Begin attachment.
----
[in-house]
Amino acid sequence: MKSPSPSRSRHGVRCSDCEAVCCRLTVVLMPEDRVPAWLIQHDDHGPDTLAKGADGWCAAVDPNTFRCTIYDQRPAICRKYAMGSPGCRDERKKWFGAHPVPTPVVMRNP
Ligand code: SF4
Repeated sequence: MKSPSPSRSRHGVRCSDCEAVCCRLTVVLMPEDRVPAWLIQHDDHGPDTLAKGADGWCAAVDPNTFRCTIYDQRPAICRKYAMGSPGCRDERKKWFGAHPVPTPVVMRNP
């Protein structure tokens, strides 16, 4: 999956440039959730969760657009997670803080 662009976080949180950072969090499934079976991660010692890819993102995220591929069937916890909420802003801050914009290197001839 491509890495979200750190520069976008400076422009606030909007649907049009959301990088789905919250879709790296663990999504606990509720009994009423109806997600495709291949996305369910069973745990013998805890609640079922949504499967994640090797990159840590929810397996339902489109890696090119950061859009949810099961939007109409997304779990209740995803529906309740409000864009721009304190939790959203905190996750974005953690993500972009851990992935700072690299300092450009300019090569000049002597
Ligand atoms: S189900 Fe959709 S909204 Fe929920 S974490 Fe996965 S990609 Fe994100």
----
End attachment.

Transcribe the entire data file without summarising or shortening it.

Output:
[in-house]
Amino acid sequence: MKSPSPSRSRHGVRCSDCEAVCCRLTVVLMPEDRVPAWLIQHDDHGPDTLAKGADGWCAAVDPNTFRCTIYDQRPAICRKYAMGSPGCRDERKKWFGAHPVPTPVVMRNP
Ligand code: SF4
Repeated sequence: MKSPSPSRSRHGVRCSDCEAVCCRLTVVLMPEDRVPAWLIQHDDHGPDTLAKGADGWCAAVDPNTFRCTIYDQRPAICRKYAMGSPGCRDERKKWFGAHPVPTPVVMRNP
């Protein structure tokens, strides 16, 4: 999956440039959730969760657009997670803080 662009976080949180950072969090499934079976991660010692890819993102995220591929069937916890909420802003801050914009290197001839 491509890495979200750190520069976008400076422009606030909007649907049009959301990088789905919250879709790296663990999504606990509720009994009423109806997600495709291949996305369910069973745990013998805890609640079922949504499967994640090797990159840590929810397996339902489109890696090119950061859009949810099961939007109409997304779990209740995803529906309740409000864009721009304190939790959203905190996750974005953690993500972009851990992935700072690299300092450009300019090569000049002597
Ligand atoms: S189900 Fe959709 S909204 Fe929920 S974490 Fe996965 S990609 Fe994100």